I walked into the hotel and straight up to the checkin desk. I was asked for my name and I handed over my credit card. They asked for my drivers license.
I know that internationally I’m frequently asked for a passport but I wish hotels would not card their elite members, they should at least feign knowing who I am and welcoming me rather than asking me to prove that I am who I say I am. This is hardly an issue I have with the Intercontinental Boston as such, just an observation.
When I first became a Royal Ambassador member, one of the benefits that was explained was that they keep my credit card on file, I would never have to do the usual check-in formalities. That never turned out to be the case, and I don’t remember seeing that in any materials more recently but admittedly I haven’t read the brochures in several years.
I chose the Intercontinental Boston because it was close enough to the convention center where the Global Business Travel Association’s conference is being held, and it wasn’t sold out. Since I was speaking Monday morning and needed a Sunday night stay, I came up on Saturday and figured I would use a free weekend night certificate. I presented that certificate at check-in as well.
I was then told that my room wasn’t ready. They offered to store my bags.
Now, it was 2pm. Royal Ambassadors are guaranteed 8am check-in. But they had upgraded me from a club room (the highest level you can book with a free weekend night certificate, the days of booking the Presidential Suite this way are gone) to a Superior Suite. They told me they were sold out and all other suites were taken, so couldn’t simply move me. Now, the proper thing under the rules of the program for them to do would be to assign me to a standard room to use until my room was ready.
But I didn’t push. Instead, they gave me a key card for the lounge and I went upstairs.
I had plenty of work to do anyway, that was more than fine. I grabbed a bottle of water, plugged in my laptop, and sat down to get some work done. I connected to the internet and was prompted for a password. So I started walking around the club lounge looking for an internet password. I couldn’t find it. I called down to “Instant Service” and I waited. And waited. And waited.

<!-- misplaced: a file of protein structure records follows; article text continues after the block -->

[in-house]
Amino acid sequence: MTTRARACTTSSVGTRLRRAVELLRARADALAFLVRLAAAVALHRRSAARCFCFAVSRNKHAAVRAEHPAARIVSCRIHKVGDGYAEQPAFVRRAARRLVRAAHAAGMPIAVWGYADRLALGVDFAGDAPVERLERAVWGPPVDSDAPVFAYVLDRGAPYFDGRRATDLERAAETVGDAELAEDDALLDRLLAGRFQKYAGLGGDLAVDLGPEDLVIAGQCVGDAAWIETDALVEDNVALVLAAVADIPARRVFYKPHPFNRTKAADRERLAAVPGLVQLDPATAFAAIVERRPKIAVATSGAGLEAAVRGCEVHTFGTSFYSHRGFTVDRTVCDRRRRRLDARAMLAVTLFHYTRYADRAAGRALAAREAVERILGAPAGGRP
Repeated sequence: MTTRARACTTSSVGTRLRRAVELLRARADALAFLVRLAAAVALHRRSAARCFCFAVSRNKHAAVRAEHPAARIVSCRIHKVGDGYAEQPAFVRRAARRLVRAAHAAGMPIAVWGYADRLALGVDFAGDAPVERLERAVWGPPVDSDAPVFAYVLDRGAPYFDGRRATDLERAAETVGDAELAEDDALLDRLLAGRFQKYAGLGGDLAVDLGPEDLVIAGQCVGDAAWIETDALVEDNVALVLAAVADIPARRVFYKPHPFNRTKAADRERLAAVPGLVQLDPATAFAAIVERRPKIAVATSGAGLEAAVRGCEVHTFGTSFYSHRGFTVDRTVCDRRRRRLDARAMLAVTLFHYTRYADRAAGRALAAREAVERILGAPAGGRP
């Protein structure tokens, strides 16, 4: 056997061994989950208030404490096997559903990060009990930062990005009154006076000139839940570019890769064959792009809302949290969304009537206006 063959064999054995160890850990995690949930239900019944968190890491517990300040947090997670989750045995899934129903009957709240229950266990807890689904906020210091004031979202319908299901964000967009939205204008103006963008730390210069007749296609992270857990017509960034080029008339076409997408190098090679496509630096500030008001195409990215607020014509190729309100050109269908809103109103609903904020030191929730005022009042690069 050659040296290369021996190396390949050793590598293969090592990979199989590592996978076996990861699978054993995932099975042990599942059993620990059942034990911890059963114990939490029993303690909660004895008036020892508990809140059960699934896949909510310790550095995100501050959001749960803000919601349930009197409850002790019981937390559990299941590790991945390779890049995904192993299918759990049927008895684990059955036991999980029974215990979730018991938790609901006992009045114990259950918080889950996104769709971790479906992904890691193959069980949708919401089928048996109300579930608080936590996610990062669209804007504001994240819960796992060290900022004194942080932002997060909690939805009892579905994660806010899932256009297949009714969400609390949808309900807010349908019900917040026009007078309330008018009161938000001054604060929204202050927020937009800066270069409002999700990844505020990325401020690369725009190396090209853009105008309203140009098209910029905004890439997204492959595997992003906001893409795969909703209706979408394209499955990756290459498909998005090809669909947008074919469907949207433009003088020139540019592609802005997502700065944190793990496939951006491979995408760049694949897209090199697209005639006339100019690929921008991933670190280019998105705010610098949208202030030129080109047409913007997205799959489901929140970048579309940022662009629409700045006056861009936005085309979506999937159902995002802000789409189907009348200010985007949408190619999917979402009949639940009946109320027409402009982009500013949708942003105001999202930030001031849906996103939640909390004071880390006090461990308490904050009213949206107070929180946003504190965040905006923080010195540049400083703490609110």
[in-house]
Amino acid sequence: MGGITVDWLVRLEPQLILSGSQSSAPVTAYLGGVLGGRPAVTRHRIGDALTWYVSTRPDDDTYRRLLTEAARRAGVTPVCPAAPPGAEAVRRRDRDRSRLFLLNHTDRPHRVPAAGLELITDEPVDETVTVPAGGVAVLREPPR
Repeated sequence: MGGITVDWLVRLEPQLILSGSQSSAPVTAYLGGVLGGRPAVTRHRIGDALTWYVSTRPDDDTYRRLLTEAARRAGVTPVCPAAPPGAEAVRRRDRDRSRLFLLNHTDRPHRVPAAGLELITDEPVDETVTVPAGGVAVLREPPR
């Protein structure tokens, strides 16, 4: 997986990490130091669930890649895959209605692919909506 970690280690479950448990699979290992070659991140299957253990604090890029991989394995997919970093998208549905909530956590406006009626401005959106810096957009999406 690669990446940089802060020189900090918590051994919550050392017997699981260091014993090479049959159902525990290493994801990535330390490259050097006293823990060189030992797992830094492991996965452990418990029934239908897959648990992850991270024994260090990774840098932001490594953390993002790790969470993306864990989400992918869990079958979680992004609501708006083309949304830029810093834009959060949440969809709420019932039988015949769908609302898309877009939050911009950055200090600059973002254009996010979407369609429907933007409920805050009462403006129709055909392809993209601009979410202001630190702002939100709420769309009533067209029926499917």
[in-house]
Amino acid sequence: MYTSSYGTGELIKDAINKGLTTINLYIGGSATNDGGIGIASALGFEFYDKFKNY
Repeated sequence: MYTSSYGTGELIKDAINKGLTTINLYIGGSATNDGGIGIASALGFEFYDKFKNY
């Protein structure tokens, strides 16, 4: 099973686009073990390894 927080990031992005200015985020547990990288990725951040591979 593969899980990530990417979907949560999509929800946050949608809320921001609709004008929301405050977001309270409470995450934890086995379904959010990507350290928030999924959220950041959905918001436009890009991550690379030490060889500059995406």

After 15 minutes someone picked up the line.
They initially told me there was no password, but I knew that wasn’t right so I pressed. After waiting on hold for a few minutes they came back to let me know the password — which I should have been smart enough to guess, ICBoston. Hah.
I spent the next couple of hours diligently plugging away. At 4:45pm I received a call that my room was ready and someone would be bringing up a key. I asked if they would look into what they’d be able to do for me, for not having a room available. They credited $50 to my room.
Intercontinentals tend to have plenty of suites. And not just junior suites or executive suites, but real suites. And Royal Ambassadors get upgraded to those. The drawbacks of the program are just how inconsistent it can be, each hotel pretty much makes up its own policies — sometimes they go to great lengths to upgrade Royal Ambassadors, other times it is a fixed 2-category upgrade — which for hotels without lots of room categories, this can be great, and it can also be exceptionally good for properties that don’t cap the level of upgrade you can attain — you can work with the hotel to know exactly what room you book will yield in terms of an upgrade. It’s how I would up in the Presidential Suite at the Intercontinental Manila on a cheap friends and family rate. The program has gotten more restrictive though as it has attempt to enforce ‘consistency’ — no upgrades on reward nights, often no upgrades on friends and family rates, sometimes no upgrades on free weekend night certificate stays and those stays can now only be booked in a club room as the highest possible category.